encouragement, grief, oevercoming obastaclesGrowing up all I had was my family on my mother’s side.  I know no one on my father’s side of the family.  Who am I kidding, hell, I don’t even know my father.  I grew up without him only having my mother.  It’s nothing different from most black families.  Single mothers raising kids alone.  Well, in my case it was a little different because my brothers and sister knew their dad and their dad’s family, leaving me with only a mom.  Each of us has a different dad.  That was cool, but sometimes I wondered what it would be like with a dad.  To this I still wonder, even though dad is home with mom now.  She said they got married.  I tried to reach out to and write a letter.  I even sent him a birthday card.  I’m still waiting for a reply.  So, I guess I still don’t have a dad.  She said he is a retired cop, no less.  He was married and didn’t tell her and then when she got pregnant, he told her and she ended the relationship.  She almost ended the pregnancy, too.  She told me that when she came to see me on my birthday this year.  That hurt. But back then? That was just the way it was. He left both of us.  She never told me who my father was when I was growing up.  That’s pretty bad, isn’t it?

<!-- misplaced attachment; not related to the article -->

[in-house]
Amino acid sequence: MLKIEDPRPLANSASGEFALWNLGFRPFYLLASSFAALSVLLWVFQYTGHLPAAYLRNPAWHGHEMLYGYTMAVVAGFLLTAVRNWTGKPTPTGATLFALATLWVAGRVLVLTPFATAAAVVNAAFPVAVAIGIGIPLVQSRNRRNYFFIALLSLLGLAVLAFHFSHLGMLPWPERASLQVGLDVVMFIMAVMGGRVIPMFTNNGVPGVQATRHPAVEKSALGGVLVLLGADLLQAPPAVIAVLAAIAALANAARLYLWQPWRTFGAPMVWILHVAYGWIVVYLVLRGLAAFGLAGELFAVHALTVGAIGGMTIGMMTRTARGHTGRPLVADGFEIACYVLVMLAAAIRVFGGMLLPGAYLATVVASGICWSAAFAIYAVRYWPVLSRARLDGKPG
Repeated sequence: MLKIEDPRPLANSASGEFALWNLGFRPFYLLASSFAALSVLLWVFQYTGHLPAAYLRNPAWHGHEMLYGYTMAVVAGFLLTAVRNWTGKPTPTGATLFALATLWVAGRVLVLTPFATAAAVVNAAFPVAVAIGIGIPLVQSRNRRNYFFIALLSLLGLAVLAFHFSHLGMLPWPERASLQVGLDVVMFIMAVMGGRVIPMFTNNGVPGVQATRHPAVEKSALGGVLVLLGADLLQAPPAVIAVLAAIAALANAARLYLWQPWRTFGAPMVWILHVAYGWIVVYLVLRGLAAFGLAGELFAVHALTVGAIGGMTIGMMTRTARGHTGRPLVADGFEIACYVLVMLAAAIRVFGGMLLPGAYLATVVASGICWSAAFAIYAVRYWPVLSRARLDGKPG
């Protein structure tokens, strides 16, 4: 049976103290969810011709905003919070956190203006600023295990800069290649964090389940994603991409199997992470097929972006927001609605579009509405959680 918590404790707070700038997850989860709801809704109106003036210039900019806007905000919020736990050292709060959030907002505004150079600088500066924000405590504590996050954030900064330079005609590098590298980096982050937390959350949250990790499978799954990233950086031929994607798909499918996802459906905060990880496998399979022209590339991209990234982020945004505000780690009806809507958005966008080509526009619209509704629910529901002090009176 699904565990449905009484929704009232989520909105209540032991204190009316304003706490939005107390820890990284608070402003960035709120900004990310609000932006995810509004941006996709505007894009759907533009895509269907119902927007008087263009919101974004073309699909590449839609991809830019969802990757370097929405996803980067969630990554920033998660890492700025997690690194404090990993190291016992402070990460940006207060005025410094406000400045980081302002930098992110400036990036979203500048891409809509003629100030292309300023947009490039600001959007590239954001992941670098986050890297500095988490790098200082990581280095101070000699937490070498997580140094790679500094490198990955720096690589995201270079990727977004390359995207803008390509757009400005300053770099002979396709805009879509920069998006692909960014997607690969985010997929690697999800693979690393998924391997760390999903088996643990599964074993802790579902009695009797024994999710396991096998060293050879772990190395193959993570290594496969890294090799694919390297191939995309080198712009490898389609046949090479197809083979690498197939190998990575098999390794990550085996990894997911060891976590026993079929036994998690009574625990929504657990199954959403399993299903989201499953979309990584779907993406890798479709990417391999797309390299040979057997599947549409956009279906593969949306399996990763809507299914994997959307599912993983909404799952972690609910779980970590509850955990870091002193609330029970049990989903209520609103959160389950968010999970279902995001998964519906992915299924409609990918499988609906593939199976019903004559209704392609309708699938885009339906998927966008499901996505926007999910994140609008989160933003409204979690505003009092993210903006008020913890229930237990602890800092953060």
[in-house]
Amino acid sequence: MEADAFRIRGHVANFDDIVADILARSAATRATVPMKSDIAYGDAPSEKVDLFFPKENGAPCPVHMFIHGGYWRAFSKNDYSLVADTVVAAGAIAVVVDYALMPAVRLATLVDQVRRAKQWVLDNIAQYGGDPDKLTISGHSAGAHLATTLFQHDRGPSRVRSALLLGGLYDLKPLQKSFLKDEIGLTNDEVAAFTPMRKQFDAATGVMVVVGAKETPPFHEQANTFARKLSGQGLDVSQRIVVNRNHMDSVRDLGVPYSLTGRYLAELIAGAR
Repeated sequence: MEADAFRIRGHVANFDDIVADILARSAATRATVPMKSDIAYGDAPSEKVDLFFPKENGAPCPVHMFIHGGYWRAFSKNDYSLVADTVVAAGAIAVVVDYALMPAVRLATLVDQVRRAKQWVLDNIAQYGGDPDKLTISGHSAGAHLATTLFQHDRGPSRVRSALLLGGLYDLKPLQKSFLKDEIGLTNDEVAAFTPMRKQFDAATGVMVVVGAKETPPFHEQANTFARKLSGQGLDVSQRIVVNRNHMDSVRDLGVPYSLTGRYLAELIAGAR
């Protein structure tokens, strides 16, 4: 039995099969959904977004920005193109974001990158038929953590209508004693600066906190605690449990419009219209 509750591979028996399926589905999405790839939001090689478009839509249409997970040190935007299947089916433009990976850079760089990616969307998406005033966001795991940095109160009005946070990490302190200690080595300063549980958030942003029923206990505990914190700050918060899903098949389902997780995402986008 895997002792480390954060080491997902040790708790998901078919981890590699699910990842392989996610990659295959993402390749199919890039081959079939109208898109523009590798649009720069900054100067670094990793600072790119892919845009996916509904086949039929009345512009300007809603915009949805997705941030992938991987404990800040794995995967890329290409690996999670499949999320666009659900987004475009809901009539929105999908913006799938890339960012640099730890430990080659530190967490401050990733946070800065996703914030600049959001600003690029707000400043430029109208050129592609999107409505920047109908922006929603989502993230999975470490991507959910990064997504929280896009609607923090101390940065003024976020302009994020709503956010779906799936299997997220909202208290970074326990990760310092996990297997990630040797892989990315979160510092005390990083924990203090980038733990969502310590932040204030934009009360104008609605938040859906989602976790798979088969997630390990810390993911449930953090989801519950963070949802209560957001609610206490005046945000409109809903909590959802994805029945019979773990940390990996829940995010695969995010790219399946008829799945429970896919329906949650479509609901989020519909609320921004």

I really hate this because some things I don’t want to remember.  Growing up, my favorite cousin was my Aunt Ann’s son.  His name was Keithy.  He passed away in 1996 from sickle cell anemia. Since I had epilepsy, we were the sick ones in the family.  He broke my heart so bad.  We used to follow each other. I didn’t matter he was older than me by six or seven years. We enjoyed each others company.  We had each others back.  We played together all the time. He loved to go fishing. I would go with him.  There were times we caught nothing, but we still loved to go.  We sometimes had our days when we were mad at each other.  But it didn’t take long for us to make up.  We had lots of fun. There were also times I couldn’t visit him because he was too sick, and that made me mad.  Mad that he was sick.  There were times he went to visit his dad’s family.  One time when he came home from his dads he was sick.  I went to visit with him one day and when we were playing he just started crying.  My aunt came in to help him and called my mom to come and take me home.  While I was waiting  his pain got worse.  I could hear his cries for help.  It hurt so much to see him like that.  His sickness got real bad so I ended up having to stay home a lot.  I then started leaving home.  I felt empty as far as friends.  So I would leave sometimes just to get away.  It got to the point where I would leave in the middle of the night to try to fill in that blank space.  Well, I left home one too many times at night.  My mom got worried about me and placed me in a children’s hospital.  I didn’t like it there.